Tourism is a priority sector in Bulgaria and in 2018 directly contributed 3.1% to GDP, generated 2.9% of employment, and directly supported approximately 93 000 jobs.

The total number of international arrivals was 12.4 million in 2018, an increase of 6.7%, compared to the previous year. International leisure visitors grew by 5.5% reaching 5.8 million while international business visits numbered 1.7 million, an increase of 10.6% over 2017. EU markets continued to be the most important for inbound tourism with a share of 61.4% and a total of 5.7 million arrivals. The top three inbound markets in Bulgaria were Romania (1.4 million arrivals), Greece (1.1 million) and Germany (850 000).

Domestic tourism in accommodation facilities with a bed capacity of 10 or more rose by 2.2% to 3.9 million in 2018, accounting for 9.1 million nights, up 1.6% from 2017.

The tourism policy in Bulgaria is founded on partnerships between government and local authorities, NGOs, business and civil society, promoting opportunities for investment, new skills, jobs and stimulating competitiveness within the tourism industry. The Council of Ministers is the national body responsible for formulating national tourism policy in Bulgaria. The Ministry of Tourism implements policy and coordinates the activities of other ministries and institutions. The Ministry of Tourism is also specifically responsible for regulation, product development, marketing, research and information, external project funding and supporting regional organisations.

The National Tourism Council is the consultative body, which operates under the authority of the Ministry of Tourism. Its members include representatives of tourism-related ministries as well as national, regional and local tourism associations, transport operators and consumer bodies.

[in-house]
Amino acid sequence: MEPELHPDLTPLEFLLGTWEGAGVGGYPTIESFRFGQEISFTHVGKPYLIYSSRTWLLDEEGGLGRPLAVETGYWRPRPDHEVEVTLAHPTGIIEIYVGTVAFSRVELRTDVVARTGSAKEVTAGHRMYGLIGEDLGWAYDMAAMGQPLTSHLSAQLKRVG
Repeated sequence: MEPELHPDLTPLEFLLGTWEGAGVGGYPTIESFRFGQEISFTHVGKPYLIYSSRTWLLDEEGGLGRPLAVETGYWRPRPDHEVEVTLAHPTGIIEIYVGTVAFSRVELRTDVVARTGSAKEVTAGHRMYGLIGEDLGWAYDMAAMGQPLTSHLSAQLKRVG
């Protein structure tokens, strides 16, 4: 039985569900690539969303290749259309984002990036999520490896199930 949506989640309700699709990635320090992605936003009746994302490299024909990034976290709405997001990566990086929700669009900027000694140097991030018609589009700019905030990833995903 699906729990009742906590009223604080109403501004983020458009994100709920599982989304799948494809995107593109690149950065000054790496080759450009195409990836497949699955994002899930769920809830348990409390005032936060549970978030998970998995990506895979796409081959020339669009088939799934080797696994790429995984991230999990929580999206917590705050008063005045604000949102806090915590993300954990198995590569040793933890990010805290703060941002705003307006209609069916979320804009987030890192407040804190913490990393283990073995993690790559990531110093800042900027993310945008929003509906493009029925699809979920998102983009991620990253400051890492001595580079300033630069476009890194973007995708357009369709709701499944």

Recent legislative changes have led to the establishment of nine Regional Tourism Management Organisations. The members of these include tourism associations, regional and municipal administrations, institutes, museums, scientific bodies and tourism schools. The Regional Tourism Management Organisations are responsible for regional tourism product development and marketing of the nine identified tourist regions in Bulgaria.

The Ministry of Tourism works closely with the private sector and other stakeholders as well as collaborates with regional and local tourism bodies listed in the National Tourism Register. At the regional level, authorities develop and implement tourism strategies and programmes in line with national tourism and regional development strategies.

The Tourism Act regulates the co-ordination associated with the interaction of the State and municipalities in the implementation of activities related to tourism, as well as the participation of not-for-profit legal entities. The Tourism Act makes provisions for local authorities to adopt tourism development programmes according to local resources and need, and establishes an Advisory Council on Tourism and a Municipal Commission to oversee the development of tourism related facilities.

The budget of the Ministry of Tourism for 2019 was BGN 19.35 million, of which BGN 14.57 million was allocated to marketing activities. The Ministry is responsible for administering funds from both the national government and the European Union.